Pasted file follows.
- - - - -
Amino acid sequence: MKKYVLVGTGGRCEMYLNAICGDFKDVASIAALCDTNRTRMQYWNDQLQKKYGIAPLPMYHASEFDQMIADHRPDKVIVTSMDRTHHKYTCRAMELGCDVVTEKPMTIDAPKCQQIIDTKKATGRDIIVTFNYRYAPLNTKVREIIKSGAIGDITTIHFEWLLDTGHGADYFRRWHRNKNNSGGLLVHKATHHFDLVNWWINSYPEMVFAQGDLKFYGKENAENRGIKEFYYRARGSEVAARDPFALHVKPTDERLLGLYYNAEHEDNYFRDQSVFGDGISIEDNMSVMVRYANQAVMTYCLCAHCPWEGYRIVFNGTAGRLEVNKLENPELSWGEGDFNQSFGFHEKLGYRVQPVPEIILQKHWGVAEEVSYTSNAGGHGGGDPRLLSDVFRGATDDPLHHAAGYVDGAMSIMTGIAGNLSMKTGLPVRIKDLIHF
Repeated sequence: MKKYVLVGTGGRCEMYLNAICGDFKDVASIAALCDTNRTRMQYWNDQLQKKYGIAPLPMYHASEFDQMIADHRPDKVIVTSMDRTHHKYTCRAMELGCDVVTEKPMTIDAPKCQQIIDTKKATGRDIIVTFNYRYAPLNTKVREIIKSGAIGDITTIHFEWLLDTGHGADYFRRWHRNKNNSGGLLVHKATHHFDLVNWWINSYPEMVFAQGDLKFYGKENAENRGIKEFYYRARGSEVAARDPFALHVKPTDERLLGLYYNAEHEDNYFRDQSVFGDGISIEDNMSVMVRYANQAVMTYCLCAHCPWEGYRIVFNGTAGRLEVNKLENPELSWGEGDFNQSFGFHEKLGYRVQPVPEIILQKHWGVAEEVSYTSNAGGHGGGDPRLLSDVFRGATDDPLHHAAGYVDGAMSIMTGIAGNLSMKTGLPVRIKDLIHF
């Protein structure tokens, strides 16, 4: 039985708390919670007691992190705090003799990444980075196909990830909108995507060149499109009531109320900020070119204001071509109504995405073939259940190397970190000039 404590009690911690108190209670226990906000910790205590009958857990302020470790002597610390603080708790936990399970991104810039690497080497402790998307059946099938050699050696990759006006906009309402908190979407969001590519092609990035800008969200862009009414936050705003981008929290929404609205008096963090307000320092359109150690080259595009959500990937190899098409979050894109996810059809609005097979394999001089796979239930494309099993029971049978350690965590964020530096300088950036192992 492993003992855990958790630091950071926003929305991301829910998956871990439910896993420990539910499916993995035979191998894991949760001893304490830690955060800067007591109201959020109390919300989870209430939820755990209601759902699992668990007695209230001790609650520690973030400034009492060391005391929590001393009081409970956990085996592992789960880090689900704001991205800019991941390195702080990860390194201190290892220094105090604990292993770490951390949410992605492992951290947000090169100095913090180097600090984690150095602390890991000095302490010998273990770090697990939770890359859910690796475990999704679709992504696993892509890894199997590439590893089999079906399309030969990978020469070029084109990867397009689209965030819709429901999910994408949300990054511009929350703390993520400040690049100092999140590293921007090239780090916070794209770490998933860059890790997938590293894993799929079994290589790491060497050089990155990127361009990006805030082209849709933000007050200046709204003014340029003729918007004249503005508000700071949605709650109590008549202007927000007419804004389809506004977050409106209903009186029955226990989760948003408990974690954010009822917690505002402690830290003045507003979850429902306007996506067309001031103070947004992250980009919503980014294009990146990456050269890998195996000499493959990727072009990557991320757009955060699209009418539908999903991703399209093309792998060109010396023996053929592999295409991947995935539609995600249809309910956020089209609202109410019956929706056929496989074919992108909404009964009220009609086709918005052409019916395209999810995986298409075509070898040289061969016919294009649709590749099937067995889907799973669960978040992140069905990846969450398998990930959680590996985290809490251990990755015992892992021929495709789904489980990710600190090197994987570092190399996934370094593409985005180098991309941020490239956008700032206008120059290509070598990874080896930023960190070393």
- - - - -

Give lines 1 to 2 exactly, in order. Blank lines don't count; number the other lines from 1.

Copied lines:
Amino acid sequence: MKKYVLVGTGGRCEMYLNAICGDFKDVASIAALCDTNRTRMQYWNDQLQKKYGIAPLPMYHASEFDQMIADHRPDKVIVTSMDRTHHKYTCRAMELGCDVVTEKPMTIDAPKCQQIIDTKKATGRDIIVTFNYRYAPLNTKVREIIKSGAIGDITTIHFEWLLDTGHGADYFRRWHRNKNNSGGLLVHKATHHFDLVNWWINSYPEMVFAQGDLKFYGKENAENRGIKEFYYRARGSEVAARDPFALHVKPTDERLLGLYYNAEHEDNYFRDQSVFGDGISIEDNMSVMVRYANQAVMTYCLCAHCPWEGYRIVFNGTAGRLEVNKLENPELSWGEGDFNQSFGFHEKLGYRVQPVPEIILQKHWGVAEEVSYTSNAGGHGGGDPRLLSDVFRGATDDPLHHAAGYVDGAMSIMTGIAGNLSMKTGLPVRIKDLIHF
Repeated sequence: MKKYVLVGTGGRCEMYLNAICGDFKDVASIAALCDTNRTRMQYWNDQLQKKYGIAPLPMYHASEFDQMIADHRPDKVIVTSMDRTHHKYTCRAMELGCDVVTEKPMTIDAPKCQQIIDTKKATGRDIIVTFNYRYAPLNTKVREIIKSGAIGDITTIHFEWLLDTGHGADYFRRWHRNKNNSGGLLVHKATHHFDLVNWWINSYPEMVFAQGDLKFYGKENAENRGIKEFYYRARGSEVAARDPFALHVKPTDERLLGLYYNAEHEDNYFRDQSVFGDGISIEDNMSVMVRYANQAVMTYCLCAHCPWEGYRIVFNGTAGRLEVNKLENPELSWGEGDFNQSFGFHEKLGYRVQPVPEIILQKHWGVAEEVSYTSNAGGHGGGDPRLLSDVFRGATDDPLHHAAGYVDGAMSIMTGIAGNLSMKTGLPVRIKDLIHF